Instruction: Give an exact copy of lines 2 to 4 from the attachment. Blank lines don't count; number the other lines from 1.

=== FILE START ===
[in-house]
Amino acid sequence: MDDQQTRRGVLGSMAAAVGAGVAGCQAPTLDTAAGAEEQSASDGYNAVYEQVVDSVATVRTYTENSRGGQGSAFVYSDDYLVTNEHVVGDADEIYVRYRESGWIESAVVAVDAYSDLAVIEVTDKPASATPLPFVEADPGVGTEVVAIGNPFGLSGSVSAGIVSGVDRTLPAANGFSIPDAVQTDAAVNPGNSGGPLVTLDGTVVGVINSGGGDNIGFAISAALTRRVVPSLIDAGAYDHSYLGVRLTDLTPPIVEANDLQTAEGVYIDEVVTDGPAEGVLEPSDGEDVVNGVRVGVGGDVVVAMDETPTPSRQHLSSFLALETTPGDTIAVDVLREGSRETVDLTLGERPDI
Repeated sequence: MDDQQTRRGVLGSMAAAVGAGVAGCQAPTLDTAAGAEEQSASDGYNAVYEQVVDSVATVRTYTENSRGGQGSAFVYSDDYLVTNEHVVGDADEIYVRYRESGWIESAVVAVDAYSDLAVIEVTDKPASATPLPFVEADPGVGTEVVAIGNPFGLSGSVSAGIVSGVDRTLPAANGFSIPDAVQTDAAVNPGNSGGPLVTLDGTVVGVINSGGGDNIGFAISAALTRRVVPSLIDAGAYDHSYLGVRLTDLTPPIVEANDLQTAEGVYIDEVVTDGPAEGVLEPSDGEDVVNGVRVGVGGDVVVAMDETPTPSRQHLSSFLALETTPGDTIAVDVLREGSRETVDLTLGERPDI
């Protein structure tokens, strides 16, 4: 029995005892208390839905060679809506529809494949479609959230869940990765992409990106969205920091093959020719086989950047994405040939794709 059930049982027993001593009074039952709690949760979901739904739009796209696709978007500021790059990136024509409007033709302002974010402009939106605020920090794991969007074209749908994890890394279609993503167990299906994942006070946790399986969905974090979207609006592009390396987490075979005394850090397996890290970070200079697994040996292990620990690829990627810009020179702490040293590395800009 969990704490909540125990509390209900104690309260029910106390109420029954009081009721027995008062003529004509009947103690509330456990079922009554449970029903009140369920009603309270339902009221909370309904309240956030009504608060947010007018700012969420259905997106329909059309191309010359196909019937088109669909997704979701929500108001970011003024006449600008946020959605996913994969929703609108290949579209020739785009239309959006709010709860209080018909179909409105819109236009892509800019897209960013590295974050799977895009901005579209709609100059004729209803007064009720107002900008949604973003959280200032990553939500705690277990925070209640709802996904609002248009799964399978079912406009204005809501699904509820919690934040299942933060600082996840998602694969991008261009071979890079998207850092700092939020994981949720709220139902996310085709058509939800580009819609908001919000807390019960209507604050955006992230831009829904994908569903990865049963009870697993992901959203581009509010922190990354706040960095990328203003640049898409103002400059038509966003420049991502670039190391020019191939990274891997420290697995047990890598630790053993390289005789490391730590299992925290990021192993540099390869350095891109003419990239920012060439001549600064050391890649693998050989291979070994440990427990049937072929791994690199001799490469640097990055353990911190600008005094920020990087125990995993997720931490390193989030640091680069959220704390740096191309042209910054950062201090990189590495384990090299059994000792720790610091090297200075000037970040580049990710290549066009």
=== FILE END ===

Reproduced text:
Amino acid sequence: MDDQQTRRGVLGSMAAAVGAGVAGCQAPTLDTAAGAEEQSASDGYNAVYEQVVDSVATVRTYTENSRGGQGSAFVYSDDYLVTNEHVVGDADEIYVRYRESGWIESAVVAVDAYSDLAVIEVTDKPASATPLPFVEADPGVGTEVVAIGNPFGLSGSVSAGIVSGVDRTLPAANGFSIPDAVQTDAAVNPGNSGGPLVTLDGTVVGVINSGGGDNIGFAISAALTRRVVPSLIDAGAYDHSYLGVRLTDLTPPIVEANDLQTAEGVYIDEVVTDGPAEGVLEPSDGEDVVNGVRVGVGGDVVVAMDETPTPSRQHLSSFLALETTPGDTIAVDVLREGSRETVDLTLGERPDI
Repeated sequence: MDDQQTRRGVLGSMAAAVGAGVAGCQAPTLDTAAGAEEQSASDGYNAVYEQVVDSVATVRTYTENSRGGQGSAFVYSDDYLVTNEHVVGDADEIYVRYRESGWIESAVVAVDAYSDLAVIEVTDKPASATPLPFVEADPGVGTEVVAIGNPFGLSGSVSAGIVSGVDRTLPAANGFSIPDAVQTDAAVNPGNSGGPLVTLDGTVVGVINSGGGDNIGFAISAALTRRVVPSLIDAGAYDHSYLGVRLTDLTPPIVEANDLQTAEGVYIDEVVTDGPAEGVLEPSDGEDVVNGVRVGVGGDVVVAMDETPTPSRQHLSSFLALETTPGDTIAVDVLREGSRETVDLTLGERPDI
């Protein structure tokens, strides 16, 4: 029995005892208390839905060679809506529809494949479609959230869940990765992409990106969205920091093959020719086989950047994405040939794709 059930049982027993001593009074039952709690949760979901739904739009796209696709978007500021790059990136024509409007033709302002974010402009939106605020920090794991969007074209749908994890890394279609993503167990299906994942006070946790399986969905974090979207609006592009390396987490075979005394850090397996890290970070200079697994040996292990620990690829990627810009020179702490040293590395800009 969990704490909540125990509390209900104690309260029910106390109420029954009081009721027995008062003529004509009947103690509330456990079922009554449970029903009140369920009603309270339902009221909370309904309240956030009504608060947010007018700012969420259905997106329909059309191309010359196909019937088109669909997704979701929500108001970011003024006449600008946020959605996913994969929703609108290949579209020739785009239309959006709010709860209080018909179909409105819109236009892509800019897209960013590295974050799977895009901005579209709609100059004729209803007064009720107002900008949604973003959280200032990553939500705690277990925070209640709802996904609002248009799964399978079912406009204005809501699904509820919690934040299942933060600082996840998602694969991008261009071979890079998207850092700092939020994981949720709220139902996310085709058509939800580009819609908001919000807390019960209507604050955006992230831009829904994908569903990865049963009870697993992901959203581009509010922190990354706040960095990328203003640049898409103002400059038509966003420049991502670039190391020019191939990274891997420290697995047990890598630790053993390289005789490391730590299992925290990021192993540099390869350095891109003419990239920012060439001549600064050391890649693998050989291979070994440990427990049937072929791994690199001799490469640097990055353990911190600008005094920020990087125990995993997720931490390193989030640091680069959220704390740096191309042209910054950062201090990189590495384990090299059994000792720790610091090297200075000037970040580049990710290549066009």